Hope: A Tragedy
2012, $26.95, pp. 304
"While there's never a good time to find Anne Frank in your attic, this was a particularly bad time."
What we have right there, folks, is Existentialist dead-pan.
Borscht Belt magical realism.
Kafka as sbpritzer.
And if these one-line paragraphs, not to mention predicate-less sentences, seem more like jazz-inflected stand-up material than sophisticated literature, you ain't heard nothin' yet. Because this is Shalom Auslander's crafty modus operandi for delivering his critique of modern Jewish-American identity as pseudo-victim in his novel, Hope: A Tragedy.
Here's a sbpritz-run on the fourth page, when the novel's protagonist, Solomon Kugel, thinks he hears a strange sound issuing from his attic:
"You're frightening yourself.
You're torturing yourself.
It's delusions of grandeur.
Shalom Auslander is the young American writer who burst on the scene with his memoir of growing up in the Orthodox Jewish enclave of Monsey, New York--"I was raised like a veal" --entitled Foreskin's Lament. He is touted as the new voice of Jewish-American literature.
And such a voice? I'm telling you, I can't tell you. Auslander is a tummler of angst. He makes Jackie Mason sound like an innocuous goofball. Because with this voice of his, Auslander takes on nothing less than our sanctimonious love affair with the Sboab.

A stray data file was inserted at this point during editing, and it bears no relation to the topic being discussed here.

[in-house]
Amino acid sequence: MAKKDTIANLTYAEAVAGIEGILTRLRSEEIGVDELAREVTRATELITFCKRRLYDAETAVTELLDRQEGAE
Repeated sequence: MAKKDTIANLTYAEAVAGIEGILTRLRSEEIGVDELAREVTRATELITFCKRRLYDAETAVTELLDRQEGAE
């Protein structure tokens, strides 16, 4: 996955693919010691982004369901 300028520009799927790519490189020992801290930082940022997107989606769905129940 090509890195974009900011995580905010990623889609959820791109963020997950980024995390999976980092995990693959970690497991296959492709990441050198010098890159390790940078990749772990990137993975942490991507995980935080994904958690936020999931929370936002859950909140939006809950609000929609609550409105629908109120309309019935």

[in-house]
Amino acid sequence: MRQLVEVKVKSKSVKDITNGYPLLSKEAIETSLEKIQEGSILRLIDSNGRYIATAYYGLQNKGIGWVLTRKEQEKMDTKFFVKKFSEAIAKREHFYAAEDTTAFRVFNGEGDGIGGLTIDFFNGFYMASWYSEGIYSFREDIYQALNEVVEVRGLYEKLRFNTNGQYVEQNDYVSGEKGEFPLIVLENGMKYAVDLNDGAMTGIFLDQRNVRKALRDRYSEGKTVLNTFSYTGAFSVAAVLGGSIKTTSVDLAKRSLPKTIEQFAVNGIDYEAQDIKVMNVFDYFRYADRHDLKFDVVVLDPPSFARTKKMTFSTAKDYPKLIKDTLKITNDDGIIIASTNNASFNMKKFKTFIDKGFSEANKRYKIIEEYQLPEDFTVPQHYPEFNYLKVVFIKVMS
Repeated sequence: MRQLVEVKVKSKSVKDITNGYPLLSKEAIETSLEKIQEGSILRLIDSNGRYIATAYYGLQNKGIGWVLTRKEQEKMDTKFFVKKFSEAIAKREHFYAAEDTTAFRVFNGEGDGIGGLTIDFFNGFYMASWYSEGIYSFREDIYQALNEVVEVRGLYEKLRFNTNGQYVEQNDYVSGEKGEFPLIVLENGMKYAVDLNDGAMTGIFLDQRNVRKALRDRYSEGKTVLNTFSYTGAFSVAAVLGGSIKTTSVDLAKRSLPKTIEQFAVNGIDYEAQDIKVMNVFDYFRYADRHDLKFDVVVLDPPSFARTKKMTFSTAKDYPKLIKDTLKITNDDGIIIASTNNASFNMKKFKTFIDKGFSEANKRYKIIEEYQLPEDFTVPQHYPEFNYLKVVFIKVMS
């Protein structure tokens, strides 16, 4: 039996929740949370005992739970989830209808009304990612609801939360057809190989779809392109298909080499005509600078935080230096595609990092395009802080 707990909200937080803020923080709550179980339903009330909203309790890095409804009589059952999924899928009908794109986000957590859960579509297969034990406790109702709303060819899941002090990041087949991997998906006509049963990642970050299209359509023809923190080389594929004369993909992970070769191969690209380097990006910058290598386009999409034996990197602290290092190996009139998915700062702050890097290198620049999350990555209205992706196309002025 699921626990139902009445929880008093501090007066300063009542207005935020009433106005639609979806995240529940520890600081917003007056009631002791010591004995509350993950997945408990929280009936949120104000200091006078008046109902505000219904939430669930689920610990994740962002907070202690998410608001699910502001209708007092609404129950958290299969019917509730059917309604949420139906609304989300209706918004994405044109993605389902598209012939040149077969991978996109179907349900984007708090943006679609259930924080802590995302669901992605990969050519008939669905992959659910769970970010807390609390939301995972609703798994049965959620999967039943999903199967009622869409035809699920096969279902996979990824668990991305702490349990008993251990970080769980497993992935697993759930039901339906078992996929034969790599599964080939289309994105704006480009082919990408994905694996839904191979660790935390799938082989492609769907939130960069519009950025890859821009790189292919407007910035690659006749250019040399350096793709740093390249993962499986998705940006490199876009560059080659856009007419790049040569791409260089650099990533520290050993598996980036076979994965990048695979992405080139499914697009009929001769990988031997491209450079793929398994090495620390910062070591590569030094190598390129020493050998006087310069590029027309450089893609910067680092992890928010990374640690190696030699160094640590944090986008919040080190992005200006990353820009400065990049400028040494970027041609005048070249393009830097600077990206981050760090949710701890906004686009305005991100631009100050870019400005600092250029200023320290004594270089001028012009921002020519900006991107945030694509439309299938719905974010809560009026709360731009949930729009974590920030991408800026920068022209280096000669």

Our Jewish-American Holocaust envy.
Our turning the victims of the Final Solution into dreamy pop icons. Like Anne Frank, she who has taken up residence in Kugel's attic.
Auslander also gives us Kugel's mother, who insists that she, personally, suffered through the Nazi persecutions although, in fact, she had a perfectly normal and harmless upbringing in Brooklyn and at Catskill summer camps. This over-the-top character, like Auslander's over-the-top Anne-Frank-in-the attic conceit, caricatures a distressing secret of many Jewish Americans: We somehow feel entitled to claim the Holocaust as our own experience even though most of us were not anywhere near Europe during the Second World War. In fact, many of us--I'm not mentioning any names--were at summer camp in the Catskills at the time.
This is to laugh, according to Auslander. And guess what? I almost fell out of my chair laughing many times while reading the first few chapters of this slyly upsetting novel.
Here is Kugel on his mother's seders, at which she...